I’m not really sure, but it seems to me that it’s either the unlikeliness of having such a time-consuming suit being ready in just a couple of days or that the store owner is lying about how it’s made.
I thought it might have some Jewish humor aspect that I was missing.
It’s a shaggy dog story, just like Larry Miller’s story, and like the Aristocrats. The joke is that the payoff isn’t worth the windup.
Well, I thought it was funny, but an explanation is a little tough.
I don’t think there’s a single definitive answer for the question of how the suit could be ready by Saturday. The tailor isn’t necessarily lying about how the suit is made, and he isn’t necessarily going to try to foist a different suit off on the customer…
The humor is that despite all other factors the tailor isn’t going lose a $10,000 sale and all the theoretical difficulties --played up for 45 seconds-- are tossed aside in an instant for that bottomline truth.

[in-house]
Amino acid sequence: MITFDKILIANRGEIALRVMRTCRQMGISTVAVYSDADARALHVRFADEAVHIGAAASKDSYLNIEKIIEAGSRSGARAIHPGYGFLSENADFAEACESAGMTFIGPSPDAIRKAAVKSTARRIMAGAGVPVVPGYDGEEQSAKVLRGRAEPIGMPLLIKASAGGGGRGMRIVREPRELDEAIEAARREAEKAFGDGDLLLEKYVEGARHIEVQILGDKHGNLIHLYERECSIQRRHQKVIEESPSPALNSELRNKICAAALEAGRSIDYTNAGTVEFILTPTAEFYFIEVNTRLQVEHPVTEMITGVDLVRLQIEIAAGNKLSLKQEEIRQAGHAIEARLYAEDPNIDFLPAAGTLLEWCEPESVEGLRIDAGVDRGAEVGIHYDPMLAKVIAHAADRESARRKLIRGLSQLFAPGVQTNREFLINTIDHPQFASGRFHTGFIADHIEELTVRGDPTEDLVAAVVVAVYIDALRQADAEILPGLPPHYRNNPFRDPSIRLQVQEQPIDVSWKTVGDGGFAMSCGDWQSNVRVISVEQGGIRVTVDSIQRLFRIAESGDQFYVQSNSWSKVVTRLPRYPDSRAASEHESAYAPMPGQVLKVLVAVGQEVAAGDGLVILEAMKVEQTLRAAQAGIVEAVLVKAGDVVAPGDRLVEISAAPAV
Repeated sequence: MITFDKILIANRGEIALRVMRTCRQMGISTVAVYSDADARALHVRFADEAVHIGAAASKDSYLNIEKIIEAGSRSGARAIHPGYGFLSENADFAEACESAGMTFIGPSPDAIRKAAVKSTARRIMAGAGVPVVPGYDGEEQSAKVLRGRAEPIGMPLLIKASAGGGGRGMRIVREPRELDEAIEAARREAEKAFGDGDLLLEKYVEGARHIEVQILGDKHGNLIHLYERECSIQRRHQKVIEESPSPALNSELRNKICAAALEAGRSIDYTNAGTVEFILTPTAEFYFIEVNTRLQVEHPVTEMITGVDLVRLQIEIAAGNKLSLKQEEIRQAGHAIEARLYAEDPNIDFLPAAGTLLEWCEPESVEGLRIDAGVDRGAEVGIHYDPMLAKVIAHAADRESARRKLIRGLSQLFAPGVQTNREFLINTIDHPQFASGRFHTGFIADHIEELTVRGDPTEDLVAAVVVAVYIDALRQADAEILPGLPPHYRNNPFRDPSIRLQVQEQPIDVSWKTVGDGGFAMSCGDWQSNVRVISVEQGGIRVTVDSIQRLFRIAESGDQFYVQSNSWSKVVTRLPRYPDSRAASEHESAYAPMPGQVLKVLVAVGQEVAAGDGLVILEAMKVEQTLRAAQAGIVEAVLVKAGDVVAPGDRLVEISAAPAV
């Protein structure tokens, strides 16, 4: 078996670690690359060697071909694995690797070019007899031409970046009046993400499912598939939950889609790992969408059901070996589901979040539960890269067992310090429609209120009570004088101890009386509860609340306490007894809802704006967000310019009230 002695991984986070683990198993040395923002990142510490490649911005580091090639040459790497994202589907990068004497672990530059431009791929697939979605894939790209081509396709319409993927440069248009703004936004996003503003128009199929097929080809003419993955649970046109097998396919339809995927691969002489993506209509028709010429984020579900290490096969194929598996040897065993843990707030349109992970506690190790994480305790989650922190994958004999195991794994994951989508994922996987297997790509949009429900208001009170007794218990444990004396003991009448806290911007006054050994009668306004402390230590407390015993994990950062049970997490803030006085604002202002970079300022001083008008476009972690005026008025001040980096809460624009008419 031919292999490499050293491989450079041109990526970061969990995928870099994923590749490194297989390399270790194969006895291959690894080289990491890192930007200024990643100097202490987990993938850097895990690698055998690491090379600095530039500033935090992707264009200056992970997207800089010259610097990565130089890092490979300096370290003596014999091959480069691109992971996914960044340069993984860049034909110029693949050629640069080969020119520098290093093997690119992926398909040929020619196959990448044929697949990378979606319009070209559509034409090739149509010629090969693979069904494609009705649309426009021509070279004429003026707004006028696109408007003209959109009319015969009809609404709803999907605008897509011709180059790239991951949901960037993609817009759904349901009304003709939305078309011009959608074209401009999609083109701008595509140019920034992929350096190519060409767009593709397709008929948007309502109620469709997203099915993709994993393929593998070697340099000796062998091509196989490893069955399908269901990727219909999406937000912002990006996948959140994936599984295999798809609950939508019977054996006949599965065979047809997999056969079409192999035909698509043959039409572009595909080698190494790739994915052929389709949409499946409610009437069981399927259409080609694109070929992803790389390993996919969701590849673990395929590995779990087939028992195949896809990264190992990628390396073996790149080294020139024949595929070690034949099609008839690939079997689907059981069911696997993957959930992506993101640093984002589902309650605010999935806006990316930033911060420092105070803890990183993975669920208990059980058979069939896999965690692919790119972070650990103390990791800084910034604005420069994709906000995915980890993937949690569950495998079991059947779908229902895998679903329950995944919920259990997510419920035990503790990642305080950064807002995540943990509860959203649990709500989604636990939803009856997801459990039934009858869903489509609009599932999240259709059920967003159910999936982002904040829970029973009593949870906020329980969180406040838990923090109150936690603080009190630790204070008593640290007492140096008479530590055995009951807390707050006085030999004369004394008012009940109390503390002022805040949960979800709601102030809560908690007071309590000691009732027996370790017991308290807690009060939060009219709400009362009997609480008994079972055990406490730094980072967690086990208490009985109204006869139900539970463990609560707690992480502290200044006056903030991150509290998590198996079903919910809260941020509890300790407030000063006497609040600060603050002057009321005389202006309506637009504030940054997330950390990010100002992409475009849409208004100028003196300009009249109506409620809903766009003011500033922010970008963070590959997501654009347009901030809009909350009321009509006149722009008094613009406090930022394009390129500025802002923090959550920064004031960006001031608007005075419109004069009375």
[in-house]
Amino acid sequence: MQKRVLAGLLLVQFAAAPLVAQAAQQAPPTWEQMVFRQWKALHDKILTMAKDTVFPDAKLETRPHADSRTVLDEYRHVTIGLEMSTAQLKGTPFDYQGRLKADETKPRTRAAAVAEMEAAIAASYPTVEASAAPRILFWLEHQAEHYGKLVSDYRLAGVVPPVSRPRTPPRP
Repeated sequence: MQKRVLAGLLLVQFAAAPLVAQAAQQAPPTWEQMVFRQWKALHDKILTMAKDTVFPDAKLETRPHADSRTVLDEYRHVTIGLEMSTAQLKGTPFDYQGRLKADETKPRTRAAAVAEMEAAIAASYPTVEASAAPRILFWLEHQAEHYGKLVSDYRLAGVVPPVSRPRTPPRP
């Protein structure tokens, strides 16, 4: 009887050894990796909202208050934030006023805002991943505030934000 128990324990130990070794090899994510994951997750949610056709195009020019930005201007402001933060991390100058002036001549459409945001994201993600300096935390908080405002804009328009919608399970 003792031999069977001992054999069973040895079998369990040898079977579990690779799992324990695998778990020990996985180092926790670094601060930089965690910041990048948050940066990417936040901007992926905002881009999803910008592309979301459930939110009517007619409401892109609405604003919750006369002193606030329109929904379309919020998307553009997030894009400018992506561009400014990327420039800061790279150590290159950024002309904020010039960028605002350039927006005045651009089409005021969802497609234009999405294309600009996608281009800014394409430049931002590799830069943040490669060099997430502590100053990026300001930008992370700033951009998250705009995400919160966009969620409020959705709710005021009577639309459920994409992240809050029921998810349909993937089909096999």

The mystery of how he’s going to provide the guy with the suit is unexplained and just makes the humor a bit more tart.
I chuckled the first time I heard it. I didn’t find it as funny as the Larry Miller joke. It’s when he mentions the bar mitzvah that he gives a kind of “why didn’t you say so” answer. That’s what threw me off. Thanks for the answers.
I think it maybe kinda does. It’s probably mostly about the absurdity, but it reminds me quite a bit of some of the stories (not jokes) a couple of self-identified "New York Jew"s have told me about how they ran their businesses.
The gist or lesson of those stories is that you go ahead and make the deal, and worry about the details of actually getting it accomplished later. That joke just takes the idea to an absurd level.
I may be presuming too much based on too little data, but my hypothesis is that the joke is cromulent within a subset of Jewish culture.
This was what I took from it.
Yeah, that’s sort of what I got from it…all this set-up explaining how difficult, etc., and then a handwaving “Don’t worry, you’ll have it” by this weekend. It’s a salesman who will tell you whatever you need to hear, no matter how absurd or contradictory, to get you to buy a $10,000 suit.